A new study of 1,100 men in the U.S., Brazil, and Mexico found that half were infected with HPV, which is quickly being seen as evidence that boys should be vaccinated with Gardasil.
The men were ages 18 to 70. Anna Giuliano of the H Lee Moffitt Cancer Center and Research Institute in Tampa, Florida told Reuters that the human papilloma virus differs in men from women:
"What is different is men seem to have high prevalence of genital HPV infections throughout their lifespans." She said it appears that women are better able to clear an HPV infection, especially as they age, but men do not appear to have this same ability.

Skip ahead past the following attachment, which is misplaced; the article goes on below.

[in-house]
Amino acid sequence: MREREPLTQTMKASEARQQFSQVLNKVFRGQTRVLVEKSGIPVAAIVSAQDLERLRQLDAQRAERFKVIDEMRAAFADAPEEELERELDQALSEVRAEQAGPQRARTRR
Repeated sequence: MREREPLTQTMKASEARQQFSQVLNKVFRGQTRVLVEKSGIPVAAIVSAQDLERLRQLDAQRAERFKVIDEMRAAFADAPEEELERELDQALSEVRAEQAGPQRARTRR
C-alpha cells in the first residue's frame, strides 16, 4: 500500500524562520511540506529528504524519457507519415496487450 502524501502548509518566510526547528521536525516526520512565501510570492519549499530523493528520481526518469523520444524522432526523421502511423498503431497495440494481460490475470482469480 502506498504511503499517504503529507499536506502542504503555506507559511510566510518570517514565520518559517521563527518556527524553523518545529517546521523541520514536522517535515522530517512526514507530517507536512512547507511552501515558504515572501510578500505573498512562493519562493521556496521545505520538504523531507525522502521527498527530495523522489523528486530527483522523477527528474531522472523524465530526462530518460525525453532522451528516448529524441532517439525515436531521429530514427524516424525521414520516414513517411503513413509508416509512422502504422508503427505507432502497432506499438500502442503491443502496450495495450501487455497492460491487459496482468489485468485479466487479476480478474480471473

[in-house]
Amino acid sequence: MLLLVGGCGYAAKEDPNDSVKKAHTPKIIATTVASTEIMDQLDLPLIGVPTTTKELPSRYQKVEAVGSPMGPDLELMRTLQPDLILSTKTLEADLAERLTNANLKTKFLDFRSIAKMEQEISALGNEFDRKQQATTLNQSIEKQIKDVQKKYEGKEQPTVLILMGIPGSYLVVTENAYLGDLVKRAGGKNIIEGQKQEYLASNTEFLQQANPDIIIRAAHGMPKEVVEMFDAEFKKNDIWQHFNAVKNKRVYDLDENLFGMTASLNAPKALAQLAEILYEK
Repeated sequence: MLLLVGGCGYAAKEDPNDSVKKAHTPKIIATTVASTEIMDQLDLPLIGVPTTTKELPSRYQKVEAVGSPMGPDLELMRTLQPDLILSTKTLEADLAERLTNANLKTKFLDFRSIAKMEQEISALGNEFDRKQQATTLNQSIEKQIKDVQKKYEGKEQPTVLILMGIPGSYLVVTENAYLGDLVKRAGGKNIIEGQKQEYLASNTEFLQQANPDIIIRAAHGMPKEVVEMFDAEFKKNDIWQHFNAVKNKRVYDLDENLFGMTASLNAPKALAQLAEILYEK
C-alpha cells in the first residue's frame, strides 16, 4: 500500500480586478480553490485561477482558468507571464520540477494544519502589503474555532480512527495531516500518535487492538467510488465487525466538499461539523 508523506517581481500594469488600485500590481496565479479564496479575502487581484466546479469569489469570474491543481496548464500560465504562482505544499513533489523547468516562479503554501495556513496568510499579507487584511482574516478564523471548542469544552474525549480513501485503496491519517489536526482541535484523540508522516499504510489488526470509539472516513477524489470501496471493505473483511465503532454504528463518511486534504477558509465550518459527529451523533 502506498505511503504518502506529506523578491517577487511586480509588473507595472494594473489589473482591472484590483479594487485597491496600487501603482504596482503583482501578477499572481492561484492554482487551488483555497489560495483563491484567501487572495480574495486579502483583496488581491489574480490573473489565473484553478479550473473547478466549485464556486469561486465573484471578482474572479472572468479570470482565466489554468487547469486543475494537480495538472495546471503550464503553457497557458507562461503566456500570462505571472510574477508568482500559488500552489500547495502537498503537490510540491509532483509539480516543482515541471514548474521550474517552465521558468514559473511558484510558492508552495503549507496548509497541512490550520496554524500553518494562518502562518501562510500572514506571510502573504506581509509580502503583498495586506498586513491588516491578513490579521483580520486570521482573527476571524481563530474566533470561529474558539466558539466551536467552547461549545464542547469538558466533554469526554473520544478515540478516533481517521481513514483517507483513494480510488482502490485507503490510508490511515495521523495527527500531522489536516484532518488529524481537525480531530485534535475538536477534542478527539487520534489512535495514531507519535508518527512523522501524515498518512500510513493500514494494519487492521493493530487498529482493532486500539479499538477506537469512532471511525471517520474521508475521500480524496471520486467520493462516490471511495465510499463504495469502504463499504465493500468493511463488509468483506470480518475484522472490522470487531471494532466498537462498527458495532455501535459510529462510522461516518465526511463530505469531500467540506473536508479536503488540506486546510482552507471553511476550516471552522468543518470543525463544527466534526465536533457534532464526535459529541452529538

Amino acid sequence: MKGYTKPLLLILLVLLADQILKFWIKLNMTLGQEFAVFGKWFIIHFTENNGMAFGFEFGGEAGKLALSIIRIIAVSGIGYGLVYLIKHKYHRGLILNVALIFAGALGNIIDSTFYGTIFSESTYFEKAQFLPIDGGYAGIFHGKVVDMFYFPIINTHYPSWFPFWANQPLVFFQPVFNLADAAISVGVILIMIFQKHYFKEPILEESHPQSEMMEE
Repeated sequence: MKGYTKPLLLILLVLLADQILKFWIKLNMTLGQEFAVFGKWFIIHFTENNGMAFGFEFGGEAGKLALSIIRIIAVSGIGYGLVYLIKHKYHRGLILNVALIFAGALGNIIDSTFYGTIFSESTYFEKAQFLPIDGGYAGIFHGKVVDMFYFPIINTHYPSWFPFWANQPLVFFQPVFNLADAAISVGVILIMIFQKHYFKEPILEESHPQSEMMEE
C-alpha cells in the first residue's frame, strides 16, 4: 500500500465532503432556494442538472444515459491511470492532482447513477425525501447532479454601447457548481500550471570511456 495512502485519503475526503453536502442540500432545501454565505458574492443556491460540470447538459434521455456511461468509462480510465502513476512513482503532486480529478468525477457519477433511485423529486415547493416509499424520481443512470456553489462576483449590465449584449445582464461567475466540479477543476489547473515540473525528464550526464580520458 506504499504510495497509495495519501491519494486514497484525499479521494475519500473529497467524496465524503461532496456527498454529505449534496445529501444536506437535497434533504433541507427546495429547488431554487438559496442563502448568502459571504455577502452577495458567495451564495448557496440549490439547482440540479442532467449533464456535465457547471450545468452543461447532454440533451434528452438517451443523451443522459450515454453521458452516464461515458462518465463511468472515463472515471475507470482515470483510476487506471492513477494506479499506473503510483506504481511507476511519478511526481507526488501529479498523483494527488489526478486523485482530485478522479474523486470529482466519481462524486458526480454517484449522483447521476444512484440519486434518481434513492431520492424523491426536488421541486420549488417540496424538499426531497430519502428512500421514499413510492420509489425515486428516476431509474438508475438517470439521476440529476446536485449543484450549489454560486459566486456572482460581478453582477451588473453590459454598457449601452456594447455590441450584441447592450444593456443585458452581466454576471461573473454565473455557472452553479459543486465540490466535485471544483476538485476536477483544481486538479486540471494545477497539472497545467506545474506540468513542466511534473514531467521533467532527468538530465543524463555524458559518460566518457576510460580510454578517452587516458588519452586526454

The Gardasil vaccine has been recommended for women under 26 to lower the risk of cervical cancer, which can be caused by some strains of HPV. Other strains have been linked to cancer in the anus, penis, head, neck, and throat. Dr. Anne Szarewski of the Wolfson Institute of Preventive Medicine in London said of the study, "It must surely strengthen the argument for vaccination of men, both for their own protection, and that of their partners."